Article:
Fabrizio Cassol and Alain Platel, Requiem pour L. at Sadler’s Wells

Posted: March 29th, 2018 | Author: | Filed under: Performance | Tags: , , , , , , , , , , , , , | Comments Off on Fabrizio Cassol and Alain Platel, Requiem pour L. at Sadler’s Wells

Fabrizio Cassol and Alain Platel, Requiem pour L., Sadler’s Wells, March 20

Requiem pour L.

Boule Mpanya with Niels Van Heertum on euphonium in Requiem pour L. (photo: Chris Van Der Burght)

It is immediately apparent in Alain Platel’s and Fabrizio Cassol’s Requiem pour L. that ‘L’ refers to Elle whom we see on a cinematic screen at the back of the stage. Filmed in close-up by Natan Rosseel she is dying peacefully at home, lying on a cushion surrounded by the partially cropped hands and faces of loved ones, her face tired, her eyes opening and closing slowly, her mouth going through the motions of swallowing, her expression one of neither content nor distress. The film is shot in black and white and slowed down considerably, so that heads pass in front of the lens with impossible slowness temporarily obscuring the woman’s face. Hands stroke her fair, softly frizzled hair and mouths whisper in her ear; a man’s face appears, possibly the woman’s son, for her smile and her gaze rest on him with a devotional intensity. Her entire being engages with him in some final, inaudible words before she closes her eyes again and lapses into a peaceful repose. Slowly, almost imperceptibly, her mouth falls open as death creeps up and life leaves her. The images convey not only the reality of this woman’s final moments but the fragility of life as it simply and effortlessly drains away. The video, edited by Simon Van Rompay, lasts for the duration of Requiem pour L. and is in itself a silent, reflective requiem in moving images.

Cassol’s reinterpretation of Wolfang Amadeus Mozart’s Requiem, based on the traditional funeral mass, serves as both an accompaniment to Elle’s final journey and as a requiem for her death. Cassol had researched Mozart’s score in original manuscripts, both transcribing and reworking it for a band of predominantly African musicians and vocalists with whom he and Platel had already worked. His score reimagines the Requiem through two contrasting cultural traditions, European and African — or, as dramaturg Hildegard De Vuyst writes, as ‘a different kind of ceremony for mourning that is neither Western nor African’ — while Platel’s direction reinforces this duality by bringing them together.

The performance references a traditional ritual of leaving a stone on the tomb of a loved one as a personal memorial, a quiet act by each of the musicians that reflects the poignancy of the screened images. As João Barradas begins the Introitus on his accordion, the notes lend an eerie dimension to the ghost-like figures attending the dying woman on the screen. A change of rhythm interrupts the reverie as the other members of the band and vocalists enter; Cassol’s concept weaves non-Western cultural references to mourning in an array of vocal gestures and instrumental sounds (conducted by bass player Rodriguez Vangama) that generate contrasting registers and harmonies. In place of Mozart’s four soloists there are now three, a tenor (Owen Metsileng), soprano (Nobulumko Mngxekeza), and countertenor (Rodrigo Ferreira) who combine with three black voices from the oral tradition (Fredy Massamba, Boule Mpanya and Russell Tshiebua) to bring to the structure of the Catholic mass socially shared rituals and expressions of pain as well as celebration that prove compelling. On stage, however, Van Rompay’s slow motion, ethereal, images are seen in stark contrast to the monolithic maze of black podiums on which the movement of the musicians and performers is grounded, while overhead lighting places shadows on the lower parts of faces so that often a voice is heard but the mouth from which it issues cannot be seen. It is left to the non-place of Cassol’s reimagined Requiem to seek to bridge the divide — both aurally and spiritually — between the visual and performative planes of the work, though it is not entirely successful.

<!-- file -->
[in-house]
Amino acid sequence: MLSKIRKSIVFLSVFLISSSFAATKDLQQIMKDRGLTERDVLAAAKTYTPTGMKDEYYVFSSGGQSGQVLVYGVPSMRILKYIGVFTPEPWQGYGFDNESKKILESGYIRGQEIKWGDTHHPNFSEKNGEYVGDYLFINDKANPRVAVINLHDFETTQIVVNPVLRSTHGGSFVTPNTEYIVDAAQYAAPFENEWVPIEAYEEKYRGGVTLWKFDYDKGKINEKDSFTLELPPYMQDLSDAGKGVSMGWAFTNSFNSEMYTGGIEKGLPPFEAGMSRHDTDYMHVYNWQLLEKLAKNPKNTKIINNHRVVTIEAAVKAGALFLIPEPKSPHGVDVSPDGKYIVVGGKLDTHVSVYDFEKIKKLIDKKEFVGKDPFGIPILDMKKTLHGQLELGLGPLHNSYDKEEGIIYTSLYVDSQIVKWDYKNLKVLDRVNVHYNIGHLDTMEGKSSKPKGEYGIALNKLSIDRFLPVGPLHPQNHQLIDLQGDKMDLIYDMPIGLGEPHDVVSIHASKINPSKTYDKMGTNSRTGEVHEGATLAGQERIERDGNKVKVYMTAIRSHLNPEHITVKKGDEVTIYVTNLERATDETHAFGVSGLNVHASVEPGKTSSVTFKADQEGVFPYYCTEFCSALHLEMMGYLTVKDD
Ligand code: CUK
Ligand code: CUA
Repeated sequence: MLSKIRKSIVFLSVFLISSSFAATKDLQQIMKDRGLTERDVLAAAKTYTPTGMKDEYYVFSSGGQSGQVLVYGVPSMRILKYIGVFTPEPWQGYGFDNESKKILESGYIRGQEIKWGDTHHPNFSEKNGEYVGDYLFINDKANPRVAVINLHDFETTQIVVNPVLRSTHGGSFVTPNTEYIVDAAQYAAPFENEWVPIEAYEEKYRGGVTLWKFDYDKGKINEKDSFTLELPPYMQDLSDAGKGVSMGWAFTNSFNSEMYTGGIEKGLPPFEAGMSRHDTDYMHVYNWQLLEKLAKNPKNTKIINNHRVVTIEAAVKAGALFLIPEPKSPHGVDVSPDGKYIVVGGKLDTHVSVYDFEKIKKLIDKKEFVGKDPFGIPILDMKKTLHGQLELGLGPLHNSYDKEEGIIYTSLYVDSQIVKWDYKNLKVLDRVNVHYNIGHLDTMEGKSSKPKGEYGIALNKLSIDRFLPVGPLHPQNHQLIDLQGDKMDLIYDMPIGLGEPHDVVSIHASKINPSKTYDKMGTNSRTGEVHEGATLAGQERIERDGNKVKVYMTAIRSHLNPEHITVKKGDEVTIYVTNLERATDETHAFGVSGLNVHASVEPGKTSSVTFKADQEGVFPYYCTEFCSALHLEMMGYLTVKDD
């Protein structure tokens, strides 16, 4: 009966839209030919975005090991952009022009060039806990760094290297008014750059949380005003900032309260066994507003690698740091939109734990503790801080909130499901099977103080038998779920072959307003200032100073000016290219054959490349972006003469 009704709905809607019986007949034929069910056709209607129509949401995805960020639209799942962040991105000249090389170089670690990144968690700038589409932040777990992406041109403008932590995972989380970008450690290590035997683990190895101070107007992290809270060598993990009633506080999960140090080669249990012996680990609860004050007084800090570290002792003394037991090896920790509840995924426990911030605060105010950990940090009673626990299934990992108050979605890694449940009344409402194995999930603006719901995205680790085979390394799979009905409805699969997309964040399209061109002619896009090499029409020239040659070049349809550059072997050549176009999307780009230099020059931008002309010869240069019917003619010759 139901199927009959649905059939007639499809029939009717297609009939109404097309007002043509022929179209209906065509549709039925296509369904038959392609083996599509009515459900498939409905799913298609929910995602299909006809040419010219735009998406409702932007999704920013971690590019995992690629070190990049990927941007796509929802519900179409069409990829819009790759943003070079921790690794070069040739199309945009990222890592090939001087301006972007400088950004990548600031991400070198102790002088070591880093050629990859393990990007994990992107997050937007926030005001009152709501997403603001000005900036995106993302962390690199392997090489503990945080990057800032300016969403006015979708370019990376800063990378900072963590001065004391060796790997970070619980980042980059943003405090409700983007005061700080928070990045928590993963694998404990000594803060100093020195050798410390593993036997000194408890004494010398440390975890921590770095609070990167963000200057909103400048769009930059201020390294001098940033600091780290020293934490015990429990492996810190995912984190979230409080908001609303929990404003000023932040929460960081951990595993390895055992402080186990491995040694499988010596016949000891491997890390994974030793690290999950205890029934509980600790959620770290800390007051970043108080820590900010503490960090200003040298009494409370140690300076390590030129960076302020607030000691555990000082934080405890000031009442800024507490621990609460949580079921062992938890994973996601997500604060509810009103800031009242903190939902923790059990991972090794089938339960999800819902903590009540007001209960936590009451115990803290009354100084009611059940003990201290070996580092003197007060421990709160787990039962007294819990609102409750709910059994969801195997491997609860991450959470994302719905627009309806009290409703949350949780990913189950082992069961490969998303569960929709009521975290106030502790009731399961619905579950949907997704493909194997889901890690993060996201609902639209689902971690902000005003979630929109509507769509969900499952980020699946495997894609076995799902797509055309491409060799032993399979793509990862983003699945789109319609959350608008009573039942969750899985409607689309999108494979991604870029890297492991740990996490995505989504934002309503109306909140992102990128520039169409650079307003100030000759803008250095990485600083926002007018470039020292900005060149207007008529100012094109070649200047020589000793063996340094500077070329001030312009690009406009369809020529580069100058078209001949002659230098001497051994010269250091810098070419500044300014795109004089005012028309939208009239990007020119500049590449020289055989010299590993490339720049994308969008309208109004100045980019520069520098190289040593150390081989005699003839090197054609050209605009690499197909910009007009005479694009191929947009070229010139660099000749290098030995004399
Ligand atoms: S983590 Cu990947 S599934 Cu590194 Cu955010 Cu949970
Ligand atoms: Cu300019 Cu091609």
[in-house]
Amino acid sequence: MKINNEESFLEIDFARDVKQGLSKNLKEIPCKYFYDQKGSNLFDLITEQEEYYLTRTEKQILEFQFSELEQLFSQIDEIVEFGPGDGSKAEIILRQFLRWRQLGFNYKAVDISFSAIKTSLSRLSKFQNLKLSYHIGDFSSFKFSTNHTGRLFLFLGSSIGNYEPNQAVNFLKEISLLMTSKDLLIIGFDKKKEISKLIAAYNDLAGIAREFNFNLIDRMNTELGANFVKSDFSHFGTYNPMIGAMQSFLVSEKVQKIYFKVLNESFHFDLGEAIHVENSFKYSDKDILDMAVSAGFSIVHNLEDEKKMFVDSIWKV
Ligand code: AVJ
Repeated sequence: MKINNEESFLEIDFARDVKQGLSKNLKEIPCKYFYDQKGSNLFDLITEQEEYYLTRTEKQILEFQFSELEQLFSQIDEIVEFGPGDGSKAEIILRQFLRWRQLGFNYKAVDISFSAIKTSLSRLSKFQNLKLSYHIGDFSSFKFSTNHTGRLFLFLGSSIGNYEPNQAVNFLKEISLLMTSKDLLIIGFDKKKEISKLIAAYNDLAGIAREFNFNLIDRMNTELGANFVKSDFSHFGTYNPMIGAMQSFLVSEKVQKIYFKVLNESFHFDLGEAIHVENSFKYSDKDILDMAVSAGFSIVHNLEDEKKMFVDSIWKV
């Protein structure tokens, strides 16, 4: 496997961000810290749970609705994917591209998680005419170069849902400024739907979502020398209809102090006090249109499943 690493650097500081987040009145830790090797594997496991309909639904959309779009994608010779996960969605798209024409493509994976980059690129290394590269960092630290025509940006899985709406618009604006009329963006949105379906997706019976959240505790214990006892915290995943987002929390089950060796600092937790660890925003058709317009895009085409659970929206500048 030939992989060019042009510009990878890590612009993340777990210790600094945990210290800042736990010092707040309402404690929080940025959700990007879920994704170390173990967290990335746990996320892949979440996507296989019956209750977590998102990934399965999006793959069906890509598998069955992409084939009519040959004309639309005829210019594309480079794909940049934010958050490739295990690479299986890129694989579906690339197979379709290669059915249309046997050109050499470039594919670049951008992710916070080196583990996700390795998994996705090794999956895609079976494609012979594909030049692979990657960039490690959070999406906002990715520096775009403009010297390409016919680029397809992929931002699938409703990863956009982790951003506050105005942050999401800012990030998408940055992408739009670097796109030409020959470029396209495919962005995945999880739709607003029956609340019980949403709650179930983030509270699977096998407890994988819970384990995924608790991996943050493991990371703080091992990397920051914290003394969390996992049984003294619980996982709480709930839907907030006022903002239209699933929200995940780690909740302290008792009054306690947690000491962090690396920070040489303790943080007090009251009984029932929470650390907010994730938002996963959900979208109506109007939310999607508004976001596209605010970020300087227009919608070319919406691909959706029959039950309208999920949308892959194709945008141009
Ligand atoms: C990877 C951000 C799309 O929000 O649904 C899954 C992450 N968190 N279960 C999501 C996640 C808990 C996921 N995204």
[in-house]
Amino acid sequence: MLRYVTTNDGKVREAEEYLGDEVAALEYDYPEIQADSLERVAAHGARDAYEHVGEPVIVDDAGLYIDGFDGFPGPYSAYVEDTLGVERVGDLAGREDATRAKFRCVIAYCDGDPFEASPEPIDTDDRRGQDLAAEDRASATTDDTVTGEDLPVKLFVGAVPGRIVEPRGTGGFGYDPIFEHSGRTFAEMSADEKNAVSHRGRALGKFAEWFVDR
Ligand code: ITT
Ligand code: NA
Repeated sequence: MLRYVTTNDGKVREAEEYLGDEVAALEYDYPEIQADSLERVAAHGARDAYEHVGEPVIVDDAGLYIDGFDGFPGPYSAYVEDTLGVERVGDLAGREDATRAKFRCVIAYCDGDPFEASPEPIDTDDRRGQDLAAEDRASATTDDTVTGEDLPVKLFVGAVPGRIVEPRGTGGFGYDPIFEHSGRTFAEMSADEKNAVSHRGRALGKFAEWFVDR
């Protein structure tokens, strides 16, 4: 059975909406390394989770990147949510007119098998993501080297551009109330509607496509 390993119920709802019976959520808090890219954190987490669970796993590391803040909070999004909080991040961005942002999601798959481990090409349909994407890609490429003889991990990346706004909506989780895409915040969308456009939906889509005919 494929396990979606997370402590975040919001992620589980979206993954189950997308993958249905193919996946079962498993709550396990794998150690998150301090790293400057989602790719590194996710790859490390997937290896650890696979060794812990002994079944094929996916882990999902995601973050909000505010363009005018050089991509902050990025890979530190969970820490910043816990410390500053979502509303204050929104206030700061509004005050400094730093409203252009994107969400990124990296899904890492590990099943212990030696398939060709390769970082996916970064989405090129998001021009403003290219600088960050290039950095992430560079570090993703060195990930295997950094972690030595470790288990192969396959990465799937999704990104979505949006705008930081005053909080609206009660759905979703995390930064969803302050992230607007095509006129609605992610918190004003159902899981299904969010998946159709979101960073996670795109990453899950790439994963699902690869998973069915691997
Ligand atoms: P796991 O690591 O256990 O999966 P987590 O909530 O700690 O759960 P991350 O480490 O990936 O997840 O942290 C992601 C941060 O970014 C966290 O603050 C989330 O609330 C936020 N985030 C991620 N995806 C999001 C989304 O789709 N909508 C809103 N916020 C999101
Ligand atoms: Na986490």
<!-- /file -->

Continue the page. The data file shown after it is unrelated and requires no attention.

Cultures relate to death and ritualize mourning differently; in Western industrialized societies such practices have been increasingly sanitized and privatized. Death happens quietly behind closed doors and how we die is seldom discussed openly and even less seen publicly. At the risk of provocation, Platel and Cassol overturn this tradition and interrogate a western religious musical form with an alternative mourning tradition. Each in itself is a separate project that questions the order through which we understand a cultural offering, and in this respect Cassol’s score in itself sets up a meaningful perspective. However, the juxtaposition of his choreographed Requiem and the intensely private video is not enough to suggest a new cross-cultural framework for commemorating the dead. For that an entirely new grid — to borrow a term from Michel Foucault — would be needed to merge the two in a unified whole. This has not happened, leaving the two projects stranded in close proximity.